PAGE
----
Strange things happen at the bridge table, and results can be hilarious. This hand came up in the open pairs event at the recent Las Vegas Regional, and sitting north I bid 1 Notrump in response to my partner's opening diamond call. The hand does not look all that promising, but the club suit is good and I didn't dare to pass my partner any semblance of a response. She, of course, immediately put me in 3 notrump, my greatest fear. I felt only slightly better after seeing the dummy. Her diamond holding makes it hard for the opponents to generate more than 2 tricks and once I get the club ace out of the way, I can force an entry to my hand in hearts and hopefully the rest of the club suit will provide the tricks I need. This at least was the plan I developed before playing to trick 1. My right-hand opponent took the king of diamonds and led a club of all things! Now I could get the clubs going and not lose too much in the dummy.
Things got even stranger when the east player won her ace of clubs and led back that suit, supposing her partner to have strength in clubs. Why else would he break the suit? This situation was now better than I could have imagined because not only was I put back in my hand to run the club suit, I could also try the (winning, it turned out) heart finesse, making 5 notrump on a hand that could be real trouble to make 3 on.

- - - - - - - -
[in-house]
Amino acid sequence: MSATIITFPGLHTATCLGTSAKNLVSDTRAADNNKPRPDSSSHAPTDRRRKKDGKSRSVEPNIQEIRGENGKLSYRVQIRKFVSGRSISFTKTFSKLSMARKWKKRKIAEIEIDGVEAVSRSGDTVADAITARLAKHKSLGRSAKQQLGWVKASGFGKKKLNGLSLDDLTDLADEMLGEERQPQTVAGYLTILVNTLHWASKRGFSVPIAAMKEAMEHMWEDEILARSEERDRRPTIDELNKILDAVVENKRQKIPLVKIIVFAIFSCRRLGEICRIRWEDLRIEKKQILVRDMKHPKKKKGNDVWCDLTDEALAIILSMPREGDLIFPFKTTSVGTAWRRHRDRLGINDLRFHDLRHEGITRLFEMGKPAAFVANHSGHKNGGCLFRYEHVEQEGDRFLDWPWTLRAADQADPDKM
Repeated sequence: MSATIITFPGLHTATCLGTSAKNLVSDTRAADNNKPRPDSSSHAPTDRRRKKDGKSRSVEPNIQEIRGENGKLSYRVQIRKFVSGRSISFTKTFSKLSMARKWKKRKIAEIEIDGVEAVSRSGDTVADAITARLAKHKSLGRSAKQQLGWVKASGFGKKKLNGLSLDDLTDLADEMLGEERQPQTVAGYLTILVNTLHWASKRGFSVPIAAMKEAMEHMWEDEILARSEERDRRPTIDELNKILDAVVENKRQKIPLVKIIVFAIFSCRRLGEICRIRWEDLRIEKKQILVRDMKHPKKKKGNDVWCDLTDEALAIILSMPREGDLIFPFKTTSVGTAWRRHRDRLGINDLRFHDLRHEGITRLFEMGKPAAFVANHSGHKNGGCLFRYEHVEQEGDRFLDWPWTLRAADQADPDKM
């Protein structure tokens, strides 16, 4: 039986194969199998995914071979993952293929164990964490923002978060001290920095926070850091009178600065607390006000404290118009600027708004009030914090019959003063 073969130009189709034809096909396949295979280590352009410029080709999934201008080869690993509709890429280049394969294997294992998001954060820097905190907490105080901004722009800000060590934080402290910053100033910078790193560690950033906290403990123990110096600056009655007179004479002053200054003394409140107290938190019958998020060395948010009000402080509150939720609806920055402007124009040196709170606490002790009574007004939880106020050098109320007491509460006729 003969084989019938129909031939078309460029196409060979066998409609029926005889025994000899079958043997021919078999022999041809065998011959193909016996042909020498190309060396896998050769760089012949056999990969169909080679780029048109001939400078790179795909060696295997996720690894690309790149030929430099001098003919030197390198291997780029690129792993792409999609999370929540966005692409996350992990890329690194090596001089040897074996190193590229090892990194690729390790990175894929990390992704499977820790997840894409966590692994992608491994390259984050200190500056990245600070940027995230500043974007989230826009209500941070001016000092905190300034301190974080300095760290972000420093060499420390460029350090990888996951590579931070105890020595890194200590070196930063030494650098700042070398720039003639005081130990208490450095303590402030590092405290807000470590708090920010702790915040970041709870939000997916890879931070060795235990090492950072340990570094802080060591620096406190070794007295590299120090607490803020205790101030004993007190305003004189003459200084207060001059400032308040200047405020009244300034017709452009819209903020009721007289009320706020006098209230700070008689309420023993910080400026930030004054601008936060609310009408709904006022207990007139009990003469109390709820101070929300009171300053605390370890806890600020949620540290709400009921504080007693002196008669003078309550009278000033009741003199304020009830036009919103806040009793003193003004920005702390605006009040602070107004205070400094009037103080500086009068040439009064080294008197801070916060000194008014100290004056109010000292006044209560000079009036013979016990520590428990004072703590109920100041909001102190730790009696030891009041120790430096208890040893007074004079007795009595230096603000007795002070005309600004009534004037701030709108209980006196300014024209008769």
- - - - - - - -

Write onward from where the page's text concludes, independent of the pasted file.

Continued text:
I was bragging about my result to a friend who also played the hand, and he made me quiet very quickly. He made 6 on the hand because he got the lead of the queen of hearts! That has to be the strangest lead I can imagine, but it happened.
You can participate in the wonderful game of bridge at the Boise Bridge Club, where we play six times a week and offer lessons at all levels. Call Craig Jones or Ian Martindale at 327-0166.